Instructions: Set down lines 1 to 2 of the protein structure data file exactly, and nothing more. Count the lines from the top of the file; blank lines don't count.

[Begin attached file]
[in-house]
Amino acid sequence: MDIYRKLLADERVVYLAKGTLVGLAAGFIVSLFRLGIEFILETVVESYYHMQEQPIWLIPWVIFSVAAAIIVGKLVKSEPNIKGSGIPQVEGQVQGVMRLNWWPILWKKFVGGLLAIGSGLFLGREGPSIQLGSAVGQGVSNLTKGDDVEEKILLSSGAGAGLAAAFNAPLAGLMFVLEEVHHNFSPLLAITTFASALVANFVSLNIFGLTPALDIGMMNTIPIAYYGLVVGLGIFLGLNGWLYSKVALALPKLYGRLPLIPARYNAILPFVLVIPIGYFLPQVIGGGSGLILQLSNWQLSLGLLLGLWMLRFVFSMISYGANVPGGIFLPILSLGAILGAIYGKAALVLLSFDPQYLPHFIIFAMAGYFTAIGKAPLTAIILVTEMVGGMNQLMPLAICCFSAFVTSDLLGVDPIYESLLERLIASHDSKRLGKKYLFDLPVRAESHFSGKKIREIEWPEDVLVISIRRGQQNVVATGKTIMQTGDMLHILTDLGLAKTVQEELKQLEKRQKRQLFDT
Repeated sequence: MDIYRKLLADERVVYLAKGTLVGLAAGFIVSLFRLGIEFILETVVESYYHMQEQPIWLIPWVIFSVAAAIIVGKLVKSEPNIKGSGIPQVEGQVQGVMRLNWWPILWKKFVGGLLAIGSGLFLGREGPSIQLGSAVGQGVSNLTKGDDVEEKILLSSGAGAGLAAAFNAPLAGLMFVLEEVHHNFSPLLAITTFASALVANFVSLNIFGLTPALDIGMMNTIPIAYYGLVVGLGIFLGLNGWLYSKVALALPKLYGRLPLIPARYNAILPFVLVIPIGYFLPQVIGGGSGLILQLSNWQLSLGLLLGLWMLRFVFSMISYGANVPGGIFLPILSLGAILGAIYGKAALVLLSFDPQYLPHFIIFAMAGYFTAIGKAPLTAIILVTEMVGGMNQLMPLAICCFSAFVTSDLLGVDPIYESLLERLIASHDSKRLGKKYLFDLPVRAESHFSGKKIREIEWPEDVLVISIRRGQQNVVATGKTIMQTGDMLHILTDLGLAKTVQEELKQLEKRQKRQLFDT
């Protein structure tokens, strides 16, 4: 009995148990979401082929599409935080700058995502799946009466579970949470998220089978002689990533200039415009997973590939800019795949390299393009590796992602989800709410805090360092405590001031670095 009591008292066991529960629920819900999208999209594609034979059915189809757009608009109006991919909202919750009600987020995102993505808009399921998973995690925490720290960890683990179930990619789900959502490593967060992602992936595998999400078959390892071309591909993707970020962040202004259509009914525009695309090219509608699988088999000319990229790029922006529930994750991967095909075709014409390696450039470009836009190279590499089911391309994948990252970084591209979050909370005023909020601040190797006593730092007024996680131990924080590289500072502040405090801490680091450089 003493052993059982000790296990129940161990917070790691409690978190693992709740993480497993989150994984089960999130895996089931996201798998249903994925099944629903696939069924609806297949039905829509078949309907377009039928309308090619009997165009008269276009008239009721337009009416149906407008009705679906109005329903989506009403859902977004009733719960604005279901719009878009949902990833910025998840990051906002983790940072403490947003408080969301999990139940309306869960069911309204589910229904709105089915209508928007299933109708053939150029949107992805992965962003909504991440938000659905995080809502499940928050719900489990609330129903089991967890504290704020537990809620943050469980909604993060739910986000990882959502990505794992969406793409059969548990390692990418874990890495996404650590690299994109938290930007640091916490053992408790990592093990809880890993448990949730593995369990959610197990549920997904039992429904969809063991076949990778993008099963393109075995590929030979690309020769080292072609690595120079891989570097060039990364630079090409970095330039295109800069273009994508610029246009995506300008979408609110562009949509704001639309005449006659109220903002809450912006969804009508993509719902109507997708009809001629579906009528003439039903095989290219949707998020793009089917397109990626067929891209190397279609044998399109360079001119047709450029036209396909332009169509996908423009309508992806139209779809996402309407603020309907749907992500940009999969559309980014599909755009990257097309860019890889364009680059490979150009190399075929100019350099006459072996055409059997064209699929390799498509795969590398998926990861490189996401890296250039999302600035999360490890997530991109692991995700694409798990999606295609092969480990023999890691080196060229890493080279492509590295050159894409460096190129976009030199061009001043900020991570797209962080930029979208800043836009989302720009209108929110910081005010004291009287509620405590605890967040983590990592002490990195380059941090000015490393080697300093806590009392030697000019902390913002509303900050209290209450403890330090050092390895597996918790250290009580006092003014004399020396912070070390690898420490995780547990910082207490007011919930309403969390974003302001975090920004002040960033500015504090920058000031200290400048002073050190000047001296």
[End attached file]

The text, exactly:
[in-house]
Amino acid sequence: MDIYRKLLADERVVYLAKGTLVGLAAGFIVSLFRLGIEFILETVVESYYHMQEQPIWLIPWVIFSVAAAIIVGKLVKSEPNIKGSGIPQVEGQVQGVMRLNWWPILWKKFVGGLLAIGSGLFLGREGPSIQLGSAVGQGVSNLTKGDDVEEKILLSSGAGAGLAAAFNAPLAGLMFVLEEVHHNFSPLLAITTFASALVANFVSLNIFGLTPALDIGMMNTIPIAYYGLVVGLGIFLGLNGWLYSKVALALPKLYGRLPLIPARYNAILPFVLVIPIGYFLPQVIGGGSGLILQLSNWQLSLGLLLGLWMLRFVFSMISYGANVPGGIFLPILSLGAILGAIYGKAALVLLSFDPQYLPHFIIFAMAGYFTAIGKAPLTAIILVTEMVGGMNQLMPLAICCFSAFVTSDLLGVDPIYESLLERLIASHDSKRLGKKYLFDLPVRAESHFSGKKIREIEWPEDVLVISIRRGQQNVVATGKTIMQTGDMLHILTDLGLAKTVQEELKQLEKRQKRQLFDT